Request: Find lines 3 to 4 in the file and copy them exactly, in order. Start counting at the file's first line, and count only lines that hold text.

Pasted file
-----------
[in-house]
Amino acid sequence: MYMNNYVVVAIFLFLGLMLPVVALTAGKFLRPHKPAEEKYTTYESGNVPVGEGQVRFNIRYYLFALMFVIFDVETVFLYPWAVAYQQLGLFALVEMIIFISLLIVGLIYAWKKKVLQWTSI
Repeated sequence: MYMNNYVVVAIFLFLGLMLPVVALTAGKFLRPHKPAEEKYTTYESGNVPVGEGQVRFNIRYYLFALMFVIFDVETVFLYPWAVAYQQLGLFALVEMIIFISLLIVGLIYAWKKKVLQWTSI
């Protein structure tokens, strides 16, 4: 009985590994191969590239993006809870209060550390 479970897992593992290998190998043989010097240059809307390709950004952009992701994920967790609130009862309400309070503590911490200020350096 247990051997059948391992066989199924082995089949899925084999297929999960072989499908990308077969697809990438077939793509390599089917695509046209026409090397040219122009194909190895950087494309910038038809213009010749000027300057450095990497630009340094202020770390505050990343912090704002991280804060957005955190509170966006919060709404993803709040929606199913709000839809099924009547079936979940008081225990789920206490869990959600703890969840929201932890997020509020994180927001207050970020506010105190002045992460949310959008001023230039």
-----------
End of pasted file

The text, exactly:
Repeated sequence: MYMNNYVVVAIFLFLGLMLPVVALTAGKFLRPHKPAEEKYTTYESGNVPVGEGQVRFNIRYYLFALMFVIFDVETVFLYPWAVAYQQLGLFALVEMIIFISLLIVGLIYAWKKKVLQWTSI
């Protein structure tokens, strides 16, 4: 009985590994191969590239993006809870209060550390 479970897992593992290998190998043989010097240059809307390709950004952009992701994920967790609130009862309400309070503590911490200020350096 247990051997059948391992066989199924082995089949899925084999297929999960072989499908990308077969697809990438077939793509390599089917695509046209026409090397040219122009194909190895950087494309910038038809213009010749000027300057450095990497630009340094202020770390505050990343912090704002991280804060957005955190509170966006919060709404993803709040929606199913709000839809099924009547079936979940008081225990789920206490869990959600703890969840929201932890997020509020994180927001207050970020506010105190002045992460949310959008001023230039």